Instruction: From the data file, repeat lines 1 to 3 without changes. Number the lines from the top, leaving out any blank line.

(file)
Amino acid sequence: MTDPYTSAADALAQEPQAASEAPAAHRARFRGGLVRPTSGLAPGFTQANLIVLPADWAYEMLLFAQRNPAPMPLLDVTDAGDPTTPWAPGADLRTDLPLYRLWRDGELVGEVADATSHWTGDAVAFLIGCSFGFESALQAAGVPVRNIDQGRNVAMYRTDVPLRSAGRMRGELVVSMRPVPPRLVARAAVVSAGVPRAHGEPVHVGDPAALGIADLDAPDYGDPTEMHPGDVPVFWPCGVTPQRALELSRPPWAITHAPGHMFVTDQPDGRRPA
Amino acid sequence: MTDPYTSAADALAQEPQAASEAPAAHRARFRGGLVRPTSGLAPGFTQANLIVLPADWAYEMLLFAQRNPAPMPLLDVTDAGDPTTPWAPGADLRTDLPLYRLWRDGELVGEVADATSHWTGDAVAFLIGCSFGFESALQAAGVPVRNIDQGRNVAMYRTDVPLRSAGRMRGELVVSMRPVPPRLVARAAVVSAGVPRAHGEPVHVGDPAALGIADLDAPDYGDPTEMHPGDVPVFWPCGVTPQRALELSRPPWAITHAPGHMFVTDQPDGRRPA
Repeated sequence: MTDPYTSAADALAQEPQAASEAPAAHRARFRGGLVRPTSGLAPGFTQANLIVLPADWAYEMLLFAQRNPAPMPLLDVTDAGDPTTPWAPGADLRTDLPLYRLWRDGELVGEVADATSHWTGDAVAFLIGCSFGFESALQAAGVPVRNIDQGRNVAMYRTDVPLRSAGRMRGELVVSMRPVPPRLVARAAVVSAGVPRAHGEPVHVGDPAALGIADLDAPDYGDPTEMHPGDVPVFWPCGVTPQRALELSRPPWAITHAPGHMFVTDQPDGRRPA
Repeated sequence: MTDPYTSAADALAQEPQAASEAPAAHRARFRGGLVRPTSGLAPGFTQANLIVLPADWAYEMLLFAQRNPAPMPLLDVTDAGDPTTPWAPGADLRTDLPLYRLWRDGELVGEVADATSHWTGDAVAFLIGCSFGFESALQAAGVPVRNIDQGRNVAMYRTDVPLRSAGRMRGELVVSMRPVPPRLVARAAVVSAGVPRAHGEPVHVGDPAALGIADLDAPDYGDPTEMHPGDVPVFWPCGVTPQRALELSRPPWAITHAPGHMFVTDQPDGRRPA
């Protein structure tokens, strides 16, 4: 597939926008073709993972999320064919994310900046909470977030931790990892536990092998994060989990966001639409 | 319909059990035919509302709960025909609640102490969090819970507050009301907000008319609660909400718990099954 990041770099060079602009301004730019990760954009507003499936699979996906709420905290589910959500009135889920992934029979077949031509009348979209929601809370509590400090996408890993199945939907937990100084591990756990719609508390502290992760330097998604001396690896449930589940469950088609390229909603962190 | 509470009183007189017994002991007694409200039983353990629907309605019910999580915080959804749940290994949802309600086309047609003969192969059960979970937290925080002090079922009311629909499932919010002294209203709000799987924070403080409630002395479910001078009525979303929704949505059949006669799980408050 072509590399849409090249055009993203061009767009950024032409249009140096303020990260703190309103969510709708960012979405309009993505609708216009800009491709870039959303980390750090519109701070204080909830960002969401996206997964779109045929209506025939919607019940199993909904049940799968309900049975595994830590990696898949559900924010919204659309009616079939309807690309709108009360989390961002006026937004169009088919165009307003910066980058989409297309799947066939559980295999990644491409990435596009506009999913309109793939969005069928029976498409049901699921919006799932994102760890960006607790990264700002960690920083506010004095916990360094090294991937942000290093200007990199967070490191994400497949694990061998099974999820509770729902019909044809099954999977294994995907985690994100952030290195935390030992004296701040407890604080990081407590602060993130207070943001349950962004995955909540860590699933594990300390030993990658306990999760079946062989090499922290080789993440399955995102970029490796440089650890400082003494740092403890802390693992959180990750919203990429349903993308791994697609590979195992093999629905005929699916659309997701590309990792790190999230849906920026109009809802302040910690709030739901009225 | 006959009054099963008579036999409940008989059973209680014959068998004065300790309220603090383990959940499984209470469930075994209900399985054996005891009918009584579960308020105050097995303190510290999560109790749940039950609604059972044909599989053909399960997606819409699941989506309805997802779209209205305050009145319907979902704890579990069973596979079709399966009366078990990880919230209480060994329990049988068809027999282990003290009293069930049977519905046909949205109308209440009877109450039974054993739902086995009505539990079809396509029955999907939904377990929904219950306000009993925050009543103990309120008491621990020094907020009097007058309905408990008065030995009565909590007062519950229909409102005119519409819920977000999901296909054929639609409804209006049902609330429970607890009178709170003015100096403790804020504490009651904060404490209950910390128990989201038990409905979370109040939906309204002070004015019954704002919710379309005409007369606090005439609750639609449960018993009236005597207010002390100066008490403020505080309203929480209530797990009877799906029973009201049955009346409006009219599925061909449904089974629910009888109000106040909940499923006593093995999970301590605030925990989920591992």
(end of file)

Amino acid sequence: MTDPYTSAADALAQEPQAASEAPAAHRARFRGGLVRPTSGLAPGFTQANLIVLPADWAYEMLLFAQRNPAPMPLLDVTDAGDPTTPWAPGADLRTDLPLYRLWRDGELVGEVADATSHWTGDAVAFLIGCSFGFESALQAAGVPVRNIDQGRNVAMYRTDVPLRSAGRMRGELVVSMRPVPPRLVARAAVVSAGVPRAHGEPVHVGDPAALGIADLDAPDYGDPTEMHPGDVPVFWPCGVTPQRALELSRPPWAITHAPGHMFVTDQPDGRRPA
Amino acid sequence: MTDPYTSAADALAQEPQAASEAPAAHRARFRGGLVRPTSGLAPGFTQANLIVLPADWAYEMLLFAQRNPAPMPLLDVTDAGDPTTPWAPGADLRTDLPLYRLWRDGELVGEVADATSHWTGDAVAFLIGCSFGFESALQAAGVPVRNIDQGRNVAMYRTDVPLRSAGRMRGELVVSMRPVPPRLVARAAVVSAGVPRAHGEPVHVGDPAALGIADLDAPDYGDPTEMHPGDVPVFWPCGVTPQRALELSRPPWAITHAPGHMFVTDQPDGRRPA
Repeated sequence: MTDPYTSAADALAQEPQAASEAPAAHRARFRGGLVRPTSGLAPGFTQANLIVLPADWAYEMLLFAQRNPAPMPLLDVTDAGDPTTPWAPGADLRTDLPLYRLWRDGELVGEVADATSHWTGDAVAFLIGCSFGFESALQAAGVPVRNIDQGRNVAMYRTDVPLRSAGRMRGELVVSMRPVPPRLVARAAVVSAGVPRAHGEPVHVGDPAALGIADLDAPDYGDPTEMHPGDVPVFWPCGVTPQRALELSRPPWAITHAPGHMFVTDQPDGRRPA